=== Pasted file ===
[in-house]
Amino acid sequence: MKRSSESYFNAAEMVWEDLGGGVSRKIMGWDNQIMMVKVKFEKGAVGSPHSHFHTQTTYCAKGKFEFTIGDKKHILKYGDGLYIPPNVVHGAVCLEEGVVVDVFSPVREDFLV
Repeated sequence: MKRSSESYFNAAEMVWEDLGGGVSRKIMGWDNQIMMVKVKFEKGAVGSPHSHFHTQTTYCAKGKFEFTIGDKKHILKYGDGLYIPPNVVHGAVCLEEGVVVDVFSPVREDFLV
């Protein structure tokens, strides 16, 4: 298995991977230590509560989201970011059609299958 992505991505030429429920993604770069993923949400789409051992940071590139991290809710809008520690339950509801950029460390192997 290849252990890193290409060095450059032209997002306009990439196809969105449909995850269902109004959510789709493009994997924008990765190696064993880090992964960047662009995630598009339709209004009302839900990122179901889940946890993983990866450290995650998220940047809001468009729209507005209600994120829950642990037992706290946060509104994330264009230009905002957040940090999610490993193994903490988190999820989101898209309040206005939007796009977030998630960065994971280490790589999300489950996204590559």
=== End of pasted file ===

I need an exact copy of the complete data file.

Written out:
[in-house]
Amino acid sequence: MKRSSESYFNAAEMVWEDLGGGVSRKIMGWDNQIMMVKVKFEKGAVGSPHSHFHTQTTYCAKGKFEFTIGDKKHILKYGDGLYIPPNVVHGAVCLEEGVVVDVFSPVREDFLV
Repeated sequence: MKRSSESYFNAAEMVWEDLGGGVSRKIMGWDNQIMMVKVKFEKGAVGSPHSHFHTQTTYCAKGKFEFTIGDKKHILKYGDGLYIPPNVVHGAVCLEEGVVVDVFSPVREDFLV
């Protein structure tokens, strides 16, 4: 298995991977230590509560989201970011059609299958 992505991505030429429920993604770069993923949400789409051992940071590139991290809710809008520690339950509801950029460390192997 290849252990890193290409060095450059032209997002306009990439196809969105449909995850269902109004959510789709493009994997924008990765190696064993880090992964960047662009995630598009339709209004009302839900990122179901889940946890993983990866450290995650998220940047809001468009729209507005209600994120829950642990037992706290946060509104994330264009230009905002957040940090999610490993193994903490988190999820989101898209309040206005939007796009977030998630960065994971280490790589999300489950996204590559």